|Will India be the Uber of the Pharmaceutical Industry?|
Many self-styled libertarians have been celebrating the rise of Uber. Their story is that Uber is a dynamic start-up that has managed to disrupt the moribund cab industry. The company now has a market capitalization of $17 billion.
While Uber’s market value probably depends mostly on its ability to evade the regulations that are imposed on its competitors, the company has succeeded in transforming the industry. At the least we are likely to see a modernized regulatory structure that doesn’t saddle cabs with needless regulations and fees.
Unfortunately, the taxi industry is not the only sector of the U.S. economy that can use modernization. The pharmaceutical industry makes the taxi industry look like cutting edge social media. The government imposed barriers to entry in the pharmaceutical industry don’t just raise prices by 20 or 30 percent, as may be the case with taxi fares, they raise prices by a factor or ten, twenty, or even one hundred (that would be 10,000 percent).
The basic story is that the industry relies on government granted patent monopolies that give them the exclusive right to sell a drug. As a result, when they have a patent monopoly on a drug that can substantially extend life or improve its quality, drug companies can charge tens of thousands or even hundreds of thousands of dollars. The fact that the drug might be relatively cheap to produce is beside the point.
These exorbitant prices then create huge problems of affordability. Should insurers be forced to pay for these incredibly expensive drugs? How about government programs like Medicare and Medicaid? Should everyone be able to get these drugs, even older people who may not have long to live in any case? And of course these prices are completely out of reach for people in the developing world.
As every econ 101 student knows, the huge gap between the selling price and production costs gives pharmaceutical companies an enormous incentive to push their drugs even in cases where they may not be appropriate. A week rarely goes by when we don’t read about a company pushing “off-label” uses of its drug, meaning uses for which it has not been approved by the Food and Drug Administration (FDA).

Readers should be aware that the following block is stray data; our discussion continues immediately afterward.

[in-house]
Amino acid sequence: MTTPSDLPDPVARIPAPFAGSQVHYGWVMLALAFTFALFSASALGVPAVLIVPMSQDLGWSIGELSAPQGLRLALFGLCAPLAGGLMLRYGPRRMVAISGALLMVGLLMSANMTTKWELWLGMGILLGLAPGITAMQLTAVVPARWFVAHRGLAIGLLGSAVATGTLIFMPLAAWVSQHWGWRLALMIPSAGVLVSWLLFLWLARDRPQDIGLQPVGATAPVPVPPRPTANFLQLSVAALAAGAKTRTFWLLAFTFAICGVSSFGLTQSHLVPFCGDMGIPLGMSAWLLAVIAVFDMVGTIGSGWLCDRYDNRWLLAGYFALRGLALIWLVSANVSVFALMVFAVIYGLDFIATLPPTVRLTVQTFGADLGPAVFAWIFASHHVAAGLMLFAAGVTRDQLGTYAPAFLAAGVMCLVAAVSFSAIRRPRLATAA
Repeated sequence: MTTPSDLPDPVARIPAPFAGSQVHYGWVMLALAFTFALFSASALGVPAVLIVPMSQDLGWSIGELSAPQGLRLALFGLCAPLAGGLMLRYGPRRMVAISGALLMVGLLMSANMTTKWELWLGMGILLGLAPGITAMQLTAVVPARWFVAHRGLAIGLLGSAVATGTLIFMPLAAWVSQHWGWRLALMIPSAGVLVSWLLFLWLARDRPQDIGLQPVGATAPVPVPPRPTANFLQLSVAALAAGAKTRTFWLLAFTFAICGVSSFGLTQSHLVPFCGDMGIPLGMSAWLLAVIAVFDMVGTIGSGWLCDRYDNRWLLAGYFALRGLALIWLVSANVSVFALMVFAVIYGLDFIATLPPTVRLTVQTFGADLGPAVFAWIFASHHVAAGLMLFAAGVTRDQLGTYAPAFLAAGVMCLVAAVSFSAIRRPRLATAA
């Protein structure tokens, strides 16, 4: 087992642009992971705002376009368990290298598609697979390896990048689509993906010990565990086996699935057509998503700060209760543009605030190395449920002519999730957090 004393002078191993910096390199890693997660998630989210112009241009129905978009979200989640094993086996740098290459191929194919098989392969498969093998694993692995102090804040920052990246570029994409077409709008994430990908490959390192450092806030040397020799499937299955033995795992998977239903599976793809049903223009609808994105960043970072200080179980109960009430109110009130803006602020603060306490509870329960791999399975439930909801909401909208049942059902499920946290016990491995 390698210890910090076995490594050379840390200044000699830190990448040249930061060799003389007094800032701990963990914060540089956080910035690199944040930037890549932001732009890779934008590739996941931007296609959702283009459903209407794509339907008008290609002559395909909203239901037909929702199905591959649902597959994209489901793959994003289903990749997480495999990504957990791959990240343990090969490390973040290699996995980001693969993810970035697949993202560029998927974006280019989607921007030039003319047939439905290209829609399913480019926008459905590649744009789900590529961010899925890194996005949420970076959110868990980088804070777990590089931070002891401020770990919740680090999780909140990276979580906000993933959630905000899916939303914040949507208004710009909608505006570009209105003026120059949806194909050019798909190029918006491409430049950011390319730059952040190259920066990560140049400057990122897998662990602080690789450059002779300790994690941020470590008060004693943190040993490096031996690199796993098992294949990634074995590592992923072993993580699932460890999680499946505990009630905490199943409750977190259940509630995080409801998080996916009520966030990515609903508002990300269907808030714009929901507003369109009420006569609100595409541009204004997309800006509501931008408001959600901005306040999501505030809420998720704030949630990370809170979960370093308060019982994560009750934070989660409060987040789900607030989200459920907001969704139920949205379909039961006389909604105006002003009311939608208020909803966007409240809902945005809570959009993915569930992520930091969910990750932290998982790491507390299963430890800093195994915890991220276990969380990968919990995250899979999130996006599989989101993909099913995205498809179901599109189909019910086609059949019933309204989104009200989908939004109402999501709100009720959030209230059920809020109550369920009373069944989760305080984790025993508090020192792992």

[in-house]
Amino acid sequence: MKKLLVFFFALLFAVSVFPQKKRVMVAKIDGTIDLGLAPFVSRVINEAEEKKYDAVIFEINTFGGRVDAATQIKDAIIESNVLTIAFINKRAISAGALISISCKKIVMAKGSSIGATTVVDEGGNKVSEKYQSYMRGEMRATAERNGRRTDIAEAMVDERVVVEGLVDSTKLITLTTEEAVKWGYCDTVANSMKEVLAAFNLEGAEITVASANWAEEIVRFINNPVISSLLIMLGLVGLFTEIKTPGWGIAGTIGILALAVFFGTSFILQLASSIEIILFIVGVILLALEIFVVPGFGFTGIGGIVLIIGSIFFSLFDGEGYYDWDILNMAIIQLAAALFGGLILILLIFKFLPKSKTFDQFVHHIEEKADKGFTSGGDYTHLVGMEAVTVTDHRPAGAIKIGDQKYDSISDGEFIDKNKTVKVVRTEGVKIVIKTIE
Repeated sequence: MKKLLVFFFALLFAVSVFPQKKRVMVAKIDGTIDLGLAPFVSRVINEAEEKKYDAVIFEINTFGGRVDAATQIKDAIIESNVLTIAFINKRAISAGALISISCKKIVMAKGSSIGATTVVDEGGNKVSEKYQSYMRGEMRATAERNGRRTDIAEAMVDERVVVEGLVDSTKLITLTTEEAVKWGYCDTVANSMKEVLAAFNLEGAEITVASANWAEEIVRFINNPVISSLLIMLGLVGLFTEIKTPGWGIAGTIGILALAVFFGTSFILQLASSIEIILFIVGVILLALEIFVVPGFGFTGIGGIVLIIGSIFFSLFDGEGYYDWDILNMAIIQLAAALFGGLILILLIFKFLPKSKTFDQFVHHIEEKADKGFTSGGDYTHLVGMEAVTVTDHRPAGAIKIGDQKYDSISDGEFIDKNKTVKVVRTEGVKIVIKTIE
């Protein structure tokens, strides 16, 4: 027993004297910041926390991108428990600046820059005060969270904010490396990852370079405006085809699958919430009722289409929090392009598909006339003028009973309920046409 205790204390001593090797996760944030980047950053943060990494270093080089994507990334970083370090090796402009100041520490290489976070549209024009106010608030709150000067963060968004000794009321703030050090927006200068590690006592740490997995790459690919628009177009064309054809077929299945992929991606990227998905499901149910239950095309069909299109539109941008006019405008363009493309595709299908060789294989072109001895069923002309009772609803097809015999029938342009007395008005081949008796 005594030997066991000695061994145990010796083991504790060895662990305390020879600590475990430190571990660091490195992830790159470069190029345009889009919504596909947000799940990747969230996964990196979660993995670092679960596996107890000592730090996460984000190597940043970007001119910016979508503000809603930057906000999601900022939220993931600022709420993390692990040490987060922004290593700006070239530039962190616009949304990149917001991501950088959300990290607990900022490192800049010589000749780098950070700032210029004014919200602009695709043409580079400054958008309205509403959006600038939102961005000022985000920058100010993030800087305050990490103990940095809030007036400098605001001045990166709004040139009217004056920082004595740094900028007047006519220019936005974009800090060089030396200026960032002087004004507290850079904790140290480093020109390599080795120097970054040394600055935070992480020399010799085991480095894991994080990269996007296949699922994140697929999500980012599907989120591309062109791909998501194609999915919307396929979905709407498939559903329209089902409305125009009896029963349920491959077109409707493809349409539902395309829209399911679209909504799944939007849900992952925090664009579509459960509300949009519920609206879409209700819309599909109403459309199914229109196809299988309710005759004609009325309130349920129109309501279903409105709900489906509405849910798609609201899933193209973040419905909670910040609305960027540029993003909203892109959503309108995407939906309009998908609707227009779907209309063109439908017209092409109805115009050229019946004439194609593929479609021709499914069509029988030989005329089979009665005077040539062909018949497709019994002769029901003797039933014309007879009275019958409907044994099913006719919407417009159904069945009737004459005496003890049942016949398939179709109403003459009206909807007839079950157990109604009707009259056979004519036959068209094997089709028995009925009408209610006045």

In addition, as standard economic theory predicts, drug companies routinely exaggerate the effectiveness of their drugs and conceal evidence that it is less effective than advertised, or in some cases even harmful. And of course drug companies routinely make large campaign contributions to politicians to get government programs to buy their drugs, more generous patent protection, or other profit-enhancing favors.
Given the enormous power of the pharmaceutical industry and the obscure nature of many of the issues involved, we could see drug prices continue to soar indefinitely, as the pharmaceutical industry takes an ever larger share of the family and government budget. But recent events in India offer hope.
Last year India’s Supreme Court rejected Novartis’ patent on the cancer drug Gleevec, which sells for $80,000 a year in the United States. A high quality Indian generic version sells for $1,000. The Indian court ruled that Gleevec didn’t qualify for a patent because it was a combination drug, which used pre-existing chemicals rather than developing a new molecule. Last week India’s patent office argued in the similar vein in rejecting a patent for Abraxane, another cancer drug.
If India persists in making patents difficult to obtain it will threaten the U.S. drug industry’s business model. It will not be possible to sell drugs in the United States for $100,000 if the same drugs are available in India for $1,000, or even less. Either the Indian drugs will come here or the people will go there. Such enormous price differentials are not sustainable.
The industry will be screaming about its need to recover its research costs. It has a point, like the taxi industry, but a very limited one. Patents are an antiquated and inefficient mechanism for financing research. It would make much more sense to have direct public funding. This would not only allow new drugs to be sold as generics from day one, it would also mean that all research findings would be available to other researchers, as well as doctors and patients, from the moment the research has been completed.
Those who think the government couldn’t possibly be an efficient funder of research must not have heard of the National Institutes of Health (NIH), which gets $30 billion a year from the government. Its research has produced a vast amount of major scientific breakthroughs. Its funding enjoys wide support across the political spectrum.
While most of NIH’s funding goes for basic scientific research, there is no reason that the funding could not be doubled or tripled with the explicit purpose of replacing the funding currently supported by patent monopolies. This additional funding would go for the development and testing of new drugs, bringing them through the FDA approval process.
There are many important issues that would have to be worked out in constructing a new mechanism for financing drug research. In normal times it is difficult to imagine Congress or the president ever heading down this path. But if the Indian drug industry makes the patent system unviable, we may finally adopt a 21st century system for financing the development of new drugs.